Georgia Walker had her heart broken in her mid-twenties, and has spent the intervening thirteen years raising her daughter Dakota alone. She's built a successful small business, running a yarn shop, Walker and Daughter, and is starting to build a small reputation as a designer of elegant knit clothing. To her own surprise, as socially withdrawn as she has been since the break-up with Dakota's father, she has recently started a Friday night knitting group in her shop, and has started to regard this odd collection of women as friends.
Then Dakota's father, James, comes back from France, a successful architect, and wants to be involved in Dakota's life. That's hard enough for Georgia to accept; she's never really gotten over the feelings of pain and betrayal from James' sudden departure from her life just when she thought they'd be starting a family together.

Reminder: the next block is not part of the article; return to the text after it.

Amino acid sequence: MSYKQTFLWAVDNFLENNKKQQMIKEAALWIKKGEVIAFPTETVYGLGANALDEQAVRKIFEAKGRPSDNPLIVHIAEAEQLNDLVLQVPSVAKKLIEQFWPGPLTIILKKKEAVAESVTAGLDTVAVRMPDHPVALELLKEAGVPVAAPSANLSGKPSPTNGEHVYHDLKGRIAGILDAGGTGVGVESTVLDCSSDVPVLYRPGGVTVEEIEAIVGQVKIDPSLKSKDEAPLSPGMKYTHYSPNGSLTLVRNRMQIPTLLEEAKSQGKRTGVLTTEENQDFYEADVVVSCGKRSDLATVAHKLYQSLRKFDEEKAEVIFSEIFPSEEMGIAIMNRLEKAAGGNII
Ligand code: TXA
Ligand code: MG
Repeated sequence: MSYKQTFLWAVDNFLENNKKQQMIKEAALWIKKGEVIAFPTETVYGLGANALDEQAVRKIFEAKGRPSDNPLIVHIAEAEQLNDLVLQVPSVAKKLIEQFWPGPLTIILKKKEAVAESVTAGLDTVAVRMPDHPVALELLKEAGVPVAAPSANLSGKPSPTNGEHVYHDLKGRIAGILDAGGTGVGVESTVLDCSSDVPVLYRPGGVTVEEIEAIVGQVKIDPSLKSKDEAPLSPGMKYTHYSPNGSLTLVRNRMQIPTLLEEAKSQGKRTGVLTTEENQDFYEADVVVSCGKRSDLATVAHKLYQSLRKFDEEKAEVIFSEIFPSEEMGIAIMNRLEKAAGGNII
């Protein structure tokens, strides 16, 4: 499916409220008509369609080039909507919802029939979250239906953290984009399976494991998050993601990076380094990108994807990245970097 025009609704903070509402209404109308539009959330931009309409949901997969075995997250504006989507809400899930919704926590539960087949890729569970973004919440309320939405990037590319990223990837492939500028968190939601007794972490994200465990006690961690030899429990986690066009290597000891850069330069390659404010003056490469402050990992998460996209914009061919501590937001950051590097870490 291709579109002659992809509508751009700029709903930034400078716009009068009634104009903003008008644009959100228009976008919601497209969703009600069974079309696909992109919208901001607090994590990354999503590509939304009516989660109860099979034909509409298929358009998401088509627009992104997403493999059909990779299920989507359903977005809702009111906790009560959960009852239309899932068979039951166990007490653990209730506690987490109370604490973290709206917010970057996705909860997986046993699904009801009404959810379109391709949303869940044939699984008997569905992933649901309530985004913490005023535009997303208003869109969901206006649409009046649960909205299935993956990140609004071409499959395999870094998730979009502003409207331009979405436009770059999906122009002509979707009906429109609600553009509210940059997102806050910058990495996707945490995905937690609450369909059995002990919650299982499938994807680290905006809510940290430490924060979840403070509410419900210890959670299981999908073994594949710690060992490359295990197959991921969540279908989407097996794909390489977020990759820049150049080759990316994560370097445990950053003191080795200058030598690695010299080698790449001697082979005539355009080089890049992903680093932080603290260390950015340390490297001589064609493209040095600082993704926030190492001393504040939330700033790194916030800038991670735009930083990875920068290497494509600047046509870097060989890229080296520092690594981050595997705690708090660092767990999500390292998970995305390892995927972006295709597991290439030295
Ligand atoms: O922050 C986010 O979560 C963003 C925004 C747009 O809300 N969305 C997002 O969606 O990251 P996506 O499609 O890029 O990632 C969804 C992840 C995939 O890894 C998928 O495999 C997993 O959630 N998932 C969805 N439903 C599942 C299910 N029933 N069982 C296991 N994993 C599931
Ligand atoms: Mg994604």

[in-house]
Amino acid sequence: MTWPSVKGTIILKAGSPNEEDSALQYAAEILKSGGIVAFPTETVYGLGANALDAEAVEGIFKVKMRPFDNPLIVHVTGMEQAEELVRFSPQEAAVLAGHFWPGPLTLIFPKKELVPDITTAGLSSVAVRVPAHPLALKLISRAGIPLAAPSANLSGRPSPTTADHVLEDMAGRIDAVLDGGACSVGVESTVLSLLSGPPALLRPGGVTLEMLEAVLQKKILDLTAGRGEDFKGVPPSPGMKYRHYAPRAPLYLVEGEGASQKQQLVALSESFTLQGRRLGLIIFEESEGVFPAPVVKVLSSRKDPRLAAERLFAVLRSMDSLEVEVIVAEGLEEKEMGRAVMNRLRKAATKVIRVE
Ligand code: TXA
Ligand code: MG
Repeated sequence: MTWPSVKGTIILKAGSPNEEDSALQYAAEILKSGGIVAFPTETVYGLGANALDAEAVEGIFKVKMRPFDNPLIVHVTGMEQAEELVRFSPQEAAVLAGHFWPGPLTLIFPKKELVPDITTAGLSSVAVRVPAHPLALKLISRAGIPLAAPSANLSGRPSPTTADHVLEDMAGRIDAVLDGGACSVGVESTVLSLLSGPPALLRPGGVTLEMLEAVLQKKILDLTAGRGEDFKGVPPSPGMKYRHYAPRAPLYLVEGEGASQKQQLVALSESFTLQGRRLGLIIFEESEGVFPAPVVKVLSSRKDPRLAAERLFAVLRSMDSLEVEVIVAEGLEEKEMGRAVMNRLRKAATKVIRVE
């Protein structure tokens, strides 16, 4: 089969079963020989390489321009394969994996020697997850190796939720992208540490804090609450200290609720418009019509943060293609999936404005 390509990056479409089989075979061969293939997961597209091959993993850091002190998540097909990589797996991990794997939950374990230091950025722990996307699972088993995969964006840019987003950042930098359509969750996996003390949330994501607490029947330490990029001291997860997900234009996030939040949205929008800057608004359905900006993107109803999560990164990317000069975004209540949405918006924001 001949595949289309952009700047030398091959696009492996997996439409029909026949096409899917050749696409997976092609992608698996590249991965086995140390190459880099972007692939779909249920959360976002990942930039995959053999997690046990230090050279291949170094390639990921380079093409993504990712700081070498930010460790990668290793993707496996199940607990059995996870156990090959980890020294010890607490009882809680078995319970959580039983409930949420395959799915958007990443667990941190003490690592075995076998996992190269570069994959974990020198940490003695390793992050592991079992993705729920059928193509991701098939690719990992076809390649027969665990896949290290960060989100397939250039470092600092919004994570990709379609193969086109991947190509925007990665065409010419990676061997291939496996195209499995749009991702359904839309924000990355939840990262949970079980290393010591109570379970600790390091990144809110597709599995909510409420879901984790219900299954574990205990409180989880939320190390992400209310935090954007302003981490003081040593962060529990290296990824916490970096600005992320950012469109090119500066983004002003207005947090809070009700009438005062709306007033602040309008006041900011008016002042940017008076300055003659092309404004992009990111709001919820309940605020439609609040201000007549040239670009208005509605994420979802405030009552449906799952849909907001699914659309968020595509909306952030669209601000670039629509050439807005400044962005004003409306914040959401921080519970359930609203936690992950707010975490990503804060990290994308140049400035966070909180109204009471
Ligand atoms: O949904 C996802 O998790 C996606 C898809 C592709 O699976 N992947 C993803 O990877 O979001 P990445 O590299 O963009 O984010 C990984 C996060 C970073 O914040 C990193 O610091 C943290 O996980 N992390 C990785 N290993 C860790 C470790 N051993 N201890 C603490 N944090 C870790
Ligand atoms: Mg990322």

What's really tough is when James seems to be showing an interest in her again.
With Dakota just hitting her teenage years and trying out an independent identity, and Georgia's old high school friend Cathy, now back in New York as Cat, an unhappy Park Avenue housewife, bringing with her more feelings of betrayal and resentment, and at the same time longing for the friendship they had before, Georgia's life is in emotional turmoil. Together with her knitting club friends, each of whom is grappling with her own secrets and life transitions, Georgia struggles to find what she really wants, and to find her way.
The characters are interesting, compelling, not always likable, but never dull. What I didn't care for was the ending, which came as a shock and did not seem to fit the book. I honestly don't know whether I'll pick up any more books in the series.
I borrowed this book from the library.